The US boasts of a rare balance of professionals of different nationalities representing its medical force. The cultural, ethnic and national diversity of the US physician corpus is probably wider than that of any other country. While that is a good thing in an age of globalization, it does not essentially mean great future for the AMGs themselves. Hence, when the AMGs outstrip the available slots, I am sure there shall be some sort of an unwritten rule to favor an AMG when one is available for a particular program, ahead of IMGs. And that is the logical thing to do as well. I mean it is senseless to burden them with $200,000 worth of student loans, decimate their social lives, often break up families, and then leave them high and dry. This would essentially mean that poorer AMGs would be selected ahead of more competent IMGs just because they were there and they applied. While the quality control and training in the US is supposed to be fool proof, yet, a compromise on quality is never good in the long run. Attend some of the peripheral government hospitals in India, and you shall know what I am talking about.
Another thing remains: the choice of specialties. The AMGs, who have an AMG:PGY1 slot ratio of 1.45 (an all time high considering the numbers from the recent past, by the way) this year, have the luxury of looking down on Primary care or Family Medicine or Pediatrics and the like – basically the specialties with the least pay, the most work and the worst of administrative handling. They are also loathe to work in the difficult areas, poorer areas, places with lesser medical services (where workload is thus higher) and the rural counties.(3) The IMGs also represent a healthy amount of the physicians in the primary care/public sector, as they twice as likely as the AMGs to take up these jobs, where they have to work longer hours, in areas which are medically underserved and hence bring them lesser money.(4) When the ratio falls below 1, and the scramble for PGY1 slots gets worse, it shall be interesting to see whether AMGs still maintain this haughty attitude towards the specialties with lesser pay and instead of waiting for a big fish settle for the smaller ones. This trend has already emerged in India where the seat crunch is severe and where the MBBS is more or less a vestigial degree. This could lead to quicker professional burn out and higher dissatisfaction, leading to poorer dissemination of services.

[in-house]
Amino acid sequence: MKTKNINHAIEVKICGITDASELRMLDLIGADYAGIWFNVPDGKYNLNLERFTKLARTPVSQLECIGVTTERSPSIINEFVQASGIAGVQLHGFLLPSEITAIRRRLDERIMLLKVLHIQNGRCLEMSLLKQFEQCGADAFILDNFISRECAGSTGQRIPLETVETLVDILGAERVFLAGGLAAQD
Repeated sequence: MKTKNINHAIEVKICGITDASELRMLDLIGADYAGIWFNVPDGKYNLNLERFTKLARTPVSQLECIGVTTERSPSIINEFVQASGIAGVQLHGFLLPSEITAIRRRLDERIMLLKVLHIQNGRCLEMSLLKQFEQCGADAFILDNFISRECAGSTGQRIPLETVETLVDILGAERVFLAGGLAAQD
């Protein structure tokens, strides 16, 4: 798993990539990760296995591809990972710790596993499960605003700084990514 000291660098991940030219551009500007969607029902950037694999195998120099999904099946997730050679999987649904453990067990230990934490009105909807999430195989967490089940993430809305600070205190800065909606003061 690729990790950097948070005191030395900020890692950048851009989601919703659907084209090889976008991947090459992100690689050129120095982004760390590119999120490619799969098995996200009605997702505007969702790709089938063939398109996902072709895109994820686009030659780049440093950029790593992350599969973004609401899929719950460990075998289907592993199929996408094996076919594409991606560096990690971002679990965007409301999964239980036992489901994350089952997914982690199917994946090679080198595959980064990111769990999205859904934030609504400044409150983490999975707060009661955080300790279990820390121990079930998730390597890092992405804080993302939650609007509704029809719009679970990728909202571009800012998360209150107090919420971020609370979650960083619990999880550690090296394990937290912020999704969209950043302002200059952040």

Rounding it off:
So what does all of this mean for you, the Indian/ International Medical Graduate? This is what I reckon, is the distilled wisdom from all this chattering:
1. Get started on those steps quickly and try for a match before 2015. Preferably for 2014, just in case something goes wrong!
2. The scores shall become important. Though they are not meant to be a screening factor, what does a Program Director do when he is faced with a deluge of international graduates with similar levels of training from a non-accredited system?
3. Being in a medical school that has premier visibility in the International community might be of help (if it is not already). We all know which Delhi and Chandigarh based medical institutes I am talking of!
4. Having a killer CV. This has always been important, but probably never more so than now.
5. Doing the rounds – the clerkships and observerships are time to build the rapport. Make the connections. Ensure that at least the Institute where you have clerked at least gives you a call up.
6. Have a plan B. Buy Mudit Khanna-Amit/Ashish or whoever is most popular in the business of giving the keys that open the doors to the Bipolar system of Indian PG selection.
1. Traverso G, & McMahon GT (2012). Residency training and international medical graduates: coming to America no more. JAMA : the journal of the American Medical Association, 308 (21), 2193-4 PMID: 23212494
2. Results and Data: 2012 Main residency match. NRMP
3. Mick SS, Lee SY, Wodchis WP. Variations in geographical distribution of foreign and domestically trained physicians in the United States: “safety nets” or “surplus exacerbation?” Soc Sci Med. 2000;50(2):185-202.
4. AMA-IMG Section Governing Council. International Medical Graduates in American Medicine: Contemporary Challenges and Opportunities. 2010. http://www.ama-assn.org/resources/doc/img/img-workforce-paper.pdf.